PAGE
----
M.E. and dysautonomia both produce symptoms of “cognitive dysfunction”, in other words your ability to think clearly, remember things, concentrate and/or process new information. To me, it’s always felt like I’m drugged or have been in a car accident and suffered some kind of brain injury. Writing a shopping list feels like I’ve been woken at 4am and asked to recite War & Peace in a deep state of foggy stupor – I can feel my brain hunting in its murky depths for the information and I have to grasp at odd words like “toilet paper” as they float past in the gloom. When I’ve had to concentrate (to write this blog post for example) my brain feels battered and bruised and eventually starts to thump, and if I keep on going the room will eventually begin to spin.
My lack of memory scares me. I got in the car the other day and for several minutes forgot how to start it. I write important lists of things I absolutely have to do, then either forget where I’ve left them or if I remember where they are I forget to look at them. I dread meeting new people because it might take me the next 5 years to remember their face let alone their name. I forget passwords, pin numbers and my own telephone number (that I’ve had for 10 years). I wrote a cheque the other day and couldn’t remember how to write the date.
The other thing that scares me is a weird ability to block things out. For example, last week I needed to remember to take a bag of items to my Mum’s house and knew I’d forget. So I placed it on the kitchen counter, with my car keys on top of the bag – have to pick my keys up, consequently I’d have to pick the bag up. Er……..nope. Picked the keys up and didn’t even register the bag was there – it might as well have been invisible. Last month I had a dental appointment, after which I needed to go to the supermarket for some bread. Dropped my dog off at my Mum’s and drove the 3 minutes up the road to the Dentist. Got to the supermarket, bought the bread, and only realized as I walked back to the car that I hadn’t actually been to the dentist yet! For someone who was always totally on the ball it’s frightening to have these bizarre kinds of blackouts.
My lack of ability to concentrate frustrates the hell out of me. I haven’t watched a film in one sitting since 1996 and Lost was easier to follow than the plot in my favourite Soap 😉 . Reading anything more taxing than the TV Listings magazine blows every brain cell in my head and if a book contains more than 3 characters I have to make a list of who’s who. And don’t get me started on the embarrassment factor of chatting to someone and suddenly realizing there’s silence and I’m expected to say something, only I zoned out ages ago and have no clue what the question was. This inability to maintain concentration has a profound effect on learning new things, which I long ago stopped trying to do. I dread needing a new mobile that’s different to my last one and panicked this morning when I realized my Sky tv box had updated in the night and now looked totally different – trying to learn a new way of doing things is a bit like trying to catch fog.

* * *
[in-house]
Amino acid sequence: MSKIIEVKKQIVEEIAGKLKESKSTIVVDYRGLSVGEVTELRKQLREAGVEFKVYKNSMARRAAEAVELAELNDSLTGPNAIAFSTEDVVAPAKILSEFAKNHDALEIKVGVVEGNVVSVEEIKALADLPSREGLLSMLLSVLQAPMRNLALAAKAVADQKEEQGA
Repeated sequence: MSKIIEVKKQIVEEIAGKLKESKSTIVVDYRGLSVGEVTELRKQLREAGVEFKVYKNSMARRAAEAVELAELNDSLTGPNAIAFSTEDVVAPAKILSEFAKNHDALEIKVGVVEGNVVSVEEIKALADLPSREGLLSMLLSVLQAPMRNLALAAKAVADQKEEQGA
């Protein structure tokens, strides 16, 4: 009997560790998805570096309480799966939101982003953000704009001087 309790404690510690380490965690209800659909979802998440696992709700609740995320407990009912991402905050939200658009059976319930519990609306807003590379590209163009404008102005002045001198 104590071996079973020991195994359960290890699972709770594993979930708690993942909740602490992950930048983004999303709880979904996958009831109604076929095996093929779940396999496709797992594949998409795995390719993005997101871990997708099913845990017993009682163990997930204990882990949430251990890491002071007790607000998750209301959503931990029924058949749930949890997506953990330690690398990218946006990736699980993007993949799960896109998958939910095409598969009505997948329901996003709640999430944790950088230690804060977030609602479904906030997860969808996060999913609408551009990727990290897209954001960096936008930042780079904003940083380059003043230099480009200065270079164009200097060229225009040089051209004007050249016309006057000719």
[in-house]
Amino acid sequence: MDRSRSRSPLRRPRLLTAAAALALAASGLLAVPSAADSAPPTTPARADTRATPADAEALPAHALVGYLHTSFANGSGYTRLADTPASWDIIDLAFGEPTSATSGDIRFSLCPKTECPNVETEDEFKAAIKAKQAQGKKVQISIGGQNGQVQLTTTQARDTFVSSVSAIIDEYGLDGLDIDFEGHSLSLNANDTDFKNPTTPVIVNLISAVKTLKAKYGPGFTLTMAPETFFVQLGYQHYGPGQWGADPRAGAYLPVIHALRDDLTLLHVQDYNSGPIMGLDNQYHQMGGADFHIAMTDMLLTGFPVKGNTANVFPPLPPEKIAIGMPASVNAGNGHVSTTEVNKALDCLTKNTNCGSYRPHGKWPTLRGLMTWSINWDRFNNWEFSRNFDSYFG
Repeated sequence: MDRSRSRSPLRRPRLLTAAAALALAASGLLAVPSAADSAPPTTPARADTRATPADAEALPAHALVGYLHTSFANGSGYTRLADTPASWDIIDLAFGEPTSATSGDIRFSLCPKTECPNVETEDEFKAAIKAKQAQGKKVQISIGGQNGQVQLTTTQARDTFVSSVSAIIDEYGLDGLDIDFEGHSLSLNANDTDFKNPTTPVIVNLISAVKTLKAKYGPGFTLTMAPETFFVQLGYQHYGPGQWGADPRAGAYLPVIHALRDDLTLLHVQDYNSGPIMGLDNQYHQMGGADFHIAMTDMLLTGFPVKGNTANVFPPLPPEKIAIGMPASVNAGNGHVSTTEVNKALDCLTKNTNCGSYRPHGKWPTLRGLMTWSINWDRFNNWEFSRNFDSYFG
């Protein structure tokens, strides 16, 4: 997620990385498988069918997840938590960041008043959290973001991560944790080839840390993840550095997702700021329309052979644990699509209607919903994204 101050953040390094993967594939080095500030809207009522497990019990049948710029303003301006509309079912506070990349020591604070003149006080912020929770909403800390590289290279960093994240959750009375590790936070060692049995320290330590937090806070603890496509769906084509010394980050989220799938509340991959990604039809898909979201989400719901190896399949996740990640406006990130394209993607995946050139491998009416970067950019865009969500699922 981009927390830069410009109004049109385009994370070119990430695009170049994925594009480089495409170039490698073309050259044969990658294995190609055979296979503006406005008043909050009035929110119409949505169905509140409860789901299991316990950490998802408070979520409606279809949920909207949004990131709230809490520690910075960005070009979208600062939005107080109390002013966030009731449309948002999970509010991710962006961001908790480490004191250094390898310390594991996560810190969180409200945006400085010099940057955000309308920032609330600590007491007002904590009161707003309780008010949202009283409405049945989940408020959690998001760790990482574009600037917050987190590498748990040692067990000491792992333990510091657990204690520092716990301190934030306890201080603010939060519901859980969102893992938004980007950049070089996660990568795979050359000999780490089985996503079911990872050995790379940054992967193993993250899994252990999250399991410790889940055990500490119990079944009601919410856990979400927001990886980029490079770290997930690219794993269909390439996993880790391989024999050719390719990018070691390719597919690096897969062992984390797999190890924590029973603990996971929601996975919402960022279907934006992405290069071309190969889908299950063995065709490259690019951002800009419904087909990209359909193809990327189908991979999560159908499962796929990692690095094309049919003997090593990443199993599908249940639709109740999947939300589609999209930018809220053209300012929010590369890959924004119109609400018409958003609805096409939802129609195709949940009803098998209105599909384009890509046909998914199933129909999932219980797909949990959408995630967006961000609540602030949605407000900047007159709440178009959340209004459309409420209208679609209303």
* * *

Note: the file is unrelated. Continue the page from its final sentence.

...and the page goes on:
Then there’s the inappropriate actions, which I’m putting in the “lack of concentration” category but I really don’t know the cause of. For example, I keep my dog food in the fridge. Went to get it out yesterday morning and was walking up the hall to put it in the dog bowl when I realized I was actually clutching a tub of margarine. Then there’s trying to change the channel on the TV with the handset of my cordless phone, or opening my sock draw to find a bag of carrots and no sign of the pink knee-highs I was looking for (don’t ask!). I lose things constantly and they often turn up 6 months later in some obscure and wacky place they don’t belong.
I was never very good at maths but since getting sick I literally have to count on my fingers, and my ability to spell (which I’ve just typed as speal) has totally done a bunk. There are times I forget how to write the most basic of words, like “the” or “of”, or use all the right letters but put them in the wrogn order 😉 . I have not written a single blog post which hasn’t contained a typo, despite the fact I check the damned thing 10 times before it’s published. When I’m really tired and am trying to read, the text goes green or purple and swims about on the page – not sure what that’s all about but it’s a good indication that my poor struggling noggin needs a rest.
Cognitive dysfunction can also affect speech and when I was really ill I developed a stammer which would come and go, and at times I lost the ability to speak altogether. I also forget the names of things constantly – there’s just a black hole where the word is supposed to be – or use the wrong word for simple every day objects (eg. fur instead of dog). I spoke to my Uncle in Australia last week and called him by his first name, forgetting to put “Uncle” in front, which I know is trivial but felt really disrespectful. And when I’m really tired my speech becomes slurred like I’m drunk (I wish!).
As I’m entering menopause my brain function has gone from fairly addled to totally scrambled, to the point where I wonder if I’m starting with early dementia. When I talk to my Mum about it, however, she just laughs and says “welcome to middle age”! I know even healthy women get forgetful when they’re menopausal, but when this comes on top of already quite scary brain function it does feel a bit (ok, a lot) like I’m losing the plot.